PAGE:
Mom will take a nap, and wake up a different person. Does this sound familiar to anyone? - AgingCare.com

Mom will take a nap, and wake up a different person. Does this sound familiar to anyone?

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84 year old mother, has unspecified dementia, A- Fib, severe osetoporosis, to name a few. We strongly suspect Parkinsonism with Lewy body and or maybe multi-infarct dementia. She is mostly bed bound, but some days able to walk with a walker and assisted about 15 feet. Some times when she tries to stand she just seems to want to fall backwards. She seems unable to lay her head down flat without pillows behind her head.. From behind the neck looks straight and flat and stiff, but she can bend it to the side if she wants too. She has days she is status quo.....sleeps a lot in daytime, can talk, but grunts and moans a lot, says nothing is wrong, will eat, and seems not very confused. Then out of the blue she'll take a nap, and wake up a different person. She talks constantly, and loud, she eats like a horse, sometimes wants up, is more confused, and sleeps none that night, but continues this loud talking. When she does go to sleep, chances are for the next twenty four hours she back in what we call A.D.D.....at deaths door. She sleeps deeply, no eating, and if you wake her, does not seem very confused.....Do these thing sound familiar to anyone? Do they sound like any one type of dementia? And yes she does have the arm tremors, and restless legs.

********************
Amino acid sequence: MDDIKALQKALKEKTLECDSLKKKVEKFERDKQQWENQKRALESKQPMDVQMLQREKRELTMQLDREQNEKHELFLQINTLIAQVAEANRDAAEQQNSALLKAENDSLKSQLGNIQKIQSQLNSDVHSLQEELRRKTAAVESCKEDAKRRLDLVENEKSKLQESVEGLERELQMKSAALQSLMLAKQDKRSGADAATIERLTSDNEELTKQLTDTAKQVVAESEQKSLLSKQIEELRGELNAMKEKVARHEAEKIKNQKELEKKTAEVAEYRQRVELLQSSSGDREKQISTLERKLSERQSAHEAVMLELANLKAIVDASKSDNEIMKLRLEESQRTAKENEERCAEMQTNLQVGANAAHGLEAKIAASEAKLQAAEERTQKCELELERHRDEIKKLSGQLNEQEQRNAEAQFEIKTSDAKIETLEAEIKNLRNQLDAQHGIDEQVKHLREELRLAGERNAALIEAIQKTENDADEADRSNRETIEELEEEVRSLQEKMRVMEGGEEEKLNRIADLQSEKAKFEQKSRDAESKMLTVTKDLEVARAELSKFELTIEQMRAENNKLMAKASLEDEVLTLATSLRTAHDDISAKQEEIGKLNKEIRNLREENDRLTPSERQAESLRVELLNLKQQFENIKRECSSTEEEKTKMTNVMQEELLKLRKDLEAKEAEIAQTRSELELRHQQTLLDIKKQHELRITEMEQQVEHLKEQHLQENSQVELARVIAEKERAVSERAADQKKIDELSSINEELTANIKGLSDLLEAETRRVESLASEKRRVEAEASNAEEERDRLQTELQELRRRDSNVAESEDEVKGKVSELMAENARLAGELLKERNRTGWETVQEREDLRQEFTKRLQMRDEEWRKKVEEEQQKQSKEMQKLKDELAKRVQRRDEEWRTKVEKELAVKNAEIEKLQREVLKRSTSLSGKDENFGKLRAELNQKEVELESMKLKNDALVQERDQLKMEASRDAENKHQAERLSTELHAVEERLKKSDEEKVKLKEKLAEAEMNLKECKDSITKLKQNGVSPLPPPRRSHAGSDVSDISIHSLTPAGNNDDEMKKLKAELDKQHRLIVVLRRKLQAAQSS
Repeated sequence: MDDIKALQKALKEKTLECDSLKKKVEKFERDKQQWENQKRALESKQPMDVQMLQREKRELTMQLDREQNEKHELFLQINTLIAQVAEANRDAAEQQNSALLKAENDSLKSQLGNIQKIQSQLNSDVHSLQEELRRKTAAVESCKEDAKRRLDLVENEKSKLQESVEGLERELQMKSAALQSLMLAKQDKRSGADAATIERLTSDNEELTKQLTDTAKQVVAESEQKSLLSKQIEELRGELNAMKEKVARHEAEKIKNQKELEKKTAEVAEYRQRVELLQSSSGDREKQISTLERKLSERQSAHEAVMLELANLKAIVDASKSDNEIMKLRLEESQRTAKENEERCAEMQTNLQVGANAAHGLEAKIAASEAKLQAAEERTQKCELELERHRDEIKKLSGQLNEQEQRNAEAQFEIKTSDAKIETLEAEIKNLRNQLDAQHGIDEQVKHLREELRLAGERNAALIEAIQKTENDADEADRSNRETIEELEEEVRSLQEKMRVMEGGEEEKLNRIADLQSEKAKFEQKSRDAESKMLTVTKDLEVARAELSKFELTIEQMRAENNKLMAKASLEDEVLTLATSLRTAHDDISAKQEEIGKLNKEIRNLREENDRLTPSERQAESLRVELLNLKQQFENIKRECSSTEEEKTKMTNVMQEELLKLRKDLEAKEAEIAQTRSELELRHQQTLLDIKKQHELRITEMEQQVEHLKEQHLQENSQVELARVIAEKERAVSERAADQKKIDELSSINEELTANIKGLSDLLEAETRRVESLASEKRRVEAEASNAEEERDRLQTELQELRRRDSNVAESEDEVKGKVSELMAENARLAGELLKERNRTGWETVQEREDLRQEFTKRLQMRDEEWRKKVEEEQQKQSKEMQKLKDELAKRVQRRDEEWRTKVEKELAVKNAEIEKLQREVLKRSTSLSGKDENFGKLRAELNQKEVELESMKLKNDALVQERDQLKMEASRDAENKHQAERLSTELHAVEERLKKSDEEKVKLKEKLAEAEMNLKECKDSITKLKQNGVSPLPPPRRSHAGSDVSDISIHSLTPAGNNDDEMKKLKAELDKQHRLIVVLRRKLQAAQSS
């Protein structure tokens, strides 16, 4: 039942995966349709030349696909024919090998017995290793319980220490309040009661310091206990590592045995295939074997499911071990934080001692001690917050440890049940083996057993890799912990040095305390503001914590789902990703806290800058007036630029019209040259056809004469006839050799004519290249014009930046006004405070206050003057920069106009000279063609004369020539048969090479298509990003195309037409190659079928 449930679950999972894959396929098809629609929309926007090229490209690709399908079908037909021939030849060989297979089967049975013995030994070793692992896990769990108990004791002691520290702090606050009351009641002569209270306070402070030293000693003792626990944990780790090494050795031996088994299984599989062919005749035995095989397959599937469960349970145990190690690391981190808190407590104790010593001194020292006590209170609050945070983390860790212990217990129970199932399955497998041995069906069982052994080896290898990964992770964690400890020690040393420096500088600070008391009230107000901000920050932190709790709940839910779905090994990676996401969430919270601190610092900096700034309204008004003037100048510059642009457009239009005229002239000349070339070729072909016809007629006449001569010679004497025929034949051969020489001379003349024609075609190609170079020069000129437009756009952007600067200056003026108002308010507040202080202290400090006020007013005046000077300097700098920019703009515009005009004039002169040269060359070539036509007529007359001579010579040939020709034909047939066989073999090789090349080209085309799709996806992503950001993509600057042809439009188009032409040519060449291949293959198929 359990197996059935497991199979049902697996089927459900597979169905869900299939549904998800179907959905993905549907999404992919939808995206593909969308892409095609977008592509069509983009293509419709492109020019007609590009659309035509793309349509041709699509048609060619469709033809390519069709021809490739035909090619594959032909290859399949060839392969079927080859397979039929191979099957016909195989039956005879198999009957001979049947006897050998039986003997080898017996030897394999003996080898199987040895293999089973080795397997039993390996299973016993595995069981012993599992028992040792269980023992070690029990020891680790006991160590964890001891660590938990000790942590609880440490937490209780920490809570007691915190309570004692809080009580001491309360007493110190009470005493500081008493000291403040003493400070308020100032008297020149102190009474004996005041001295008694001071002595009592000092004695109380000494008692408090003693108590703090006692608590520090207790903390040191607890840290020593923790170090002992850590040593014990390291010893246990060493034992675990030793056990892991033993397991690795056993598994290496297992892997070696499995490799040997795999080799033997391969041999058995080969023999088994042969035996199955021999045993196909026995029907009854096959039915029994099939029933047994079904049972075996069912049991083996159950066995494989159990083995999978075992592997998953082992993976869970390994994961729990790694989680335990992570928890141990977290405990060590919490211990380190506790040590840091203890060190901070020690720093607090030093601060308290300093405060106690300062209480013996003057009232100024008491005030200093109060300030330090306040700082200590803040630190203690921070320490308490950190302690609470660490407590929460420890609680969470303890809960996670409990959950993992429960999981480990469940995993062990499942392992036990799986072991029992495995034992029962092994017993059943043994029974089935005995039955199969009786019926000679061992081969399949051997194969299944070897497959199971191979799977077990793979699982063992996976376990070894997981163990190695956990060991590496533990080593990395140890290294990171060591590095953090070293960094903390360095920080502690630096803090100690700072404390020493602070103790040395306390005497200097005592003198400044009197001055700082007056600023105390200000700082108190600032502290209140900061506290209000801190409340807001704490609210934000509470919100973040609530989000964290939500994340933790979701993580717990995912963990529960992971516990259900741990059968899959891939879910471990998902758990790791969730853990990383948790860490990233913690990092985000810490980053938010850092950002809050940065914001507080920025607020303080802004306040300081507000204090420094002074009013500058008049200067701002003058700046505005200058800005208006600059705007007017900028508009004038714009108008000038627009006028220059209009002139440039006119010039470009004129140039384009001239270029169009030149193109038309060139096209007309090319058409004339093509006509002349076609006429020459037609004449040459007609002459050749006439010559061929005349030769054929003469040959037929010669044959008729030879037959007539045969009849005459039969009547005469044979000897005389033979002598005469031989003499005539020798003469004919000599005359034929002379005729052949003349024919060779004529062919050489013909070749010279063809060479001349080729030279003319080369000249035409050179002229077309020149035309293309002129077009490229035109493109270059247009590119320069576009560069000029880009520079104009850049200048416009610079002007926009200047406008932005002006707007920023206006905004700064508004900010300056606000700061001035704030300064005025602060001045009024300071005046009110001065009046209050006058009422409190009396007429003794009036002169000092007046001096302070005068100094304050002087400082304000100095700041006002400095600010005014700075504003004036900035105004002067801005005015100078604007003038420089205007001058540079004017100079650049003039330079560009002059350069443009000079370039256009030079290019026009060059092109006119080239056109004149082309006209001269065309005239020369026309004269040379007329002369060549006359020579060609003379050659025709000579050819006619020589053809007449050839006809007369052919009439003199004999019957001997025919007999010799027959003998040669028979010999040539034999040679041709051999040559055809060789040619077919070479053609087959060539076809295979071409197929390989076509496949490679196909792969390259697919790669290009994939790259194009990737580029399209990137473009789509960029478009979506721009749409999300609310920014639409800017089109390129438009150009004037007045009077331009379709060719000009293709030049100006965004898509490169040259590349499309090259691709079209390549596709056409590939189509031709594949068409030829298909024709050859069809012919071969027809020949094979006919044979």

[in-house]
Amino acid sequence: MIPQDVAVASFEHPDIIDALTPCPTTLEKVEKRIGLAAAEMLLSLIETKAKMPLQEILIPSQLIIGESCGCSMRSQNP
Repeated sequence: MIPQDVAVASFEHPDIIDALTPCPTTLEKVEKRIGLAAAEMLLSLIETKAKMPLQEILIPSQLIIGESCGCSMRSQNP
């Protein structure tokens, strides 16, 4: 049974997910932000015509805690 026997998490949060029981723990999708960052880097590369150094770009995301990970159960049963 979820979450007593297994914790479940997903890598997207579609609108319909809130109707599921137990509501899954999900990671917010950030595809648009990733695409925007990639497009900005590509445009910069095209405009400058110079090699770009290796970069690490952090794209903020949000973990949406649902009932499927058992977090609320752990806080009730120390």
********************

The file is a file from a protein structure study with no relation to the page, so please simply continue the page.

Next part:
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Has she been seen by a dementia specialist?

Lewy Body Dementia is characterized by fluctuations in cognition (and as caregivers know, in everything else.) Also LBD is linked to Parkinson's (both involve the same kind of protein deposits in the brain) and some physical symptoms are similar to that disease.

I think your best bet is finding a clinic or a doctor who is willing and experienced at trying to come up with a specific tentative diagnosis. There are different treatment plans for different kinds of dementia, so that can be worthwhile.

On the other hand, no matter what kind of dementia she has, the core of treatment is addressing the symptoms, one by one.
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